File metadata is a little different than more traditional types of metadata. It means different things to different people. To metadata experts, it means plain old metadata. But many users refer to it in a less general sense.
This article will untangle these different meanings, so you can make sure you’re on top of it.
What is file metadata?
Metadata provides information about something, usually in greater or more organized detail. File metadata is when this metadata is about a digital file type or is stored in a dedicated file for future use.
Throughout your metadata journey, you will encounter times where the phrase “File metadata” is used in different contexts and with different meanings. The point of learning about these different types is so that you’ll be able to interpret and understand the differences, picking up on which file metadata is being referenced automatically.
The above definition covers all types of file metadata, and all uses of the phrase, but it is a basic breakdown, meant to be as general as possible. Let’s dive a little deeper into it, addressing when someone is referencing file system metadata.
File system metadata
File system metadata refers to information about the system housing, accessing or executing a file. This includes things such as the operating system, but also extends to systems on the web that have similar traits.
The types of information recorded about these systems pertain to the digital file itself,generally involving things like edits and versioning, time of edits, creation reports such as which user and when, usage including the how and when.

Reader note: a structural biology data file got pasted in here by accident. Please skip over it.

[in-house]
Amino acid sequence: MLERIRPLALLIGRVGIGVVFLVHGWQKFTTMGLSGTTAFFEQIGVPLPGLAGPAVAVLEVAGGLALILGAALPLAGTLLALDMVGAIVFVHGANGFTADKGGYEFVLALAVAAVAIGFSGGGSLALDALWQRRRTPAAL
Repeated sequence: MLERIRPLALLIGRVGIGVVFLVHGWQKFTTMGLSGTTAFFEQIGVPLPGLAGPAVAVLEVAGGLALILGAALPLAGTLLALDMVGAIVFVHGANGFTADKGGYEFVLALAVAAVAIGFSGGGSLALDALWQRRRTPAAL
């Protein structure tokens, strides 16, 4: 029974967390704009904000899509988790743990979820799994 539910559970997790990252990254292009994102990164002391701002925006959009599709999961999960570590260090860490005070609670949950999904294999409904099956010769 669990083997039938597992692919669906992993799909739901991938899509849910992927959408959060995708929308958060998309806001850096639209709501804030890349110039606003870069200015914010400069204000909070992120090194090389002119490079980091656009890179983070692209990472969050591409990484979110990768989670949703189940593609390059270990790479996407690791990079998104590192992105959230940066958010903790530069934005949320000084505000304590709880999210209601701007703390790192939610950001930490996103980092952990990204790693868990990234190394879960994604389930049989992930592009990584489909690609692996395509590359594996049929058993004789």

Occasionally a mention of a file system could refer to the type of structure, storage and execution of an entire process, one that manages specific metadata.
The purpose of understanding how these terms are used and how they function within systems is to help users navigate conflicting definitions of file metadata.
Accessing and creating a dedicated metadata file
There’s no one way to build and use a dedicated metadata file. However, there are some easy ways to go about doing it. Here is a quick guide to help you create an effective file.
First, decide what type of file you wish to maintain your information on. When doing this, select a system that you use, are comfortable with, have easy access to and are able to share easily (if working with others). For example, you may decide on Microsoft Excel, Google Sheets or other csv options. These give an effective layout for storing large amounts of information in an organized fashion.
For those with limited time or experience, third party systems may best handle the creation of your dedicated metadata file. The majority of this type of software is capable of taking the information you feed it and put it into your Excel or other systems for you. Consider using a third party system if this seems more reasonable for your needs.
In this instance, metadata file refers to a file with a sole purpose of holding metadata. This is different from file metadata, which is referring to the information about a file, things such as filename, type, date, etc.
To ensure you’re able to access and edit your file metadata, I’ve included three systems more than capable of handling the task.
Metadata++ delivers key tools for accessing and editing file metadata. It is a fully dedicated metadata system, ensuring that the main focus of its updates and upgrades is data-based. The hotkeys feature is popular and makes it easier to locate important data.
TigoTago is a Windows system that lets users edit keywords and access metadata within digital files. Though it handles many music-based files, other media are included as well. The interface is clean and allows users to quickly navigate to the desired items.
ExifTool is a powerful file metadata tool that provides advanced access and editing of the most uncommon file types. It’s a Windows and Mac system that is a favorite for highly technical users and photographers. It’s also best for users wishing to input their own keywords onto metadata files.
File metadata is a necessary concept to understand, especially because of how often the term is used. Be sure the person you’re talking means the same thing you do. Finally make sure you are familiarized with all metadata types so you can act accordingly.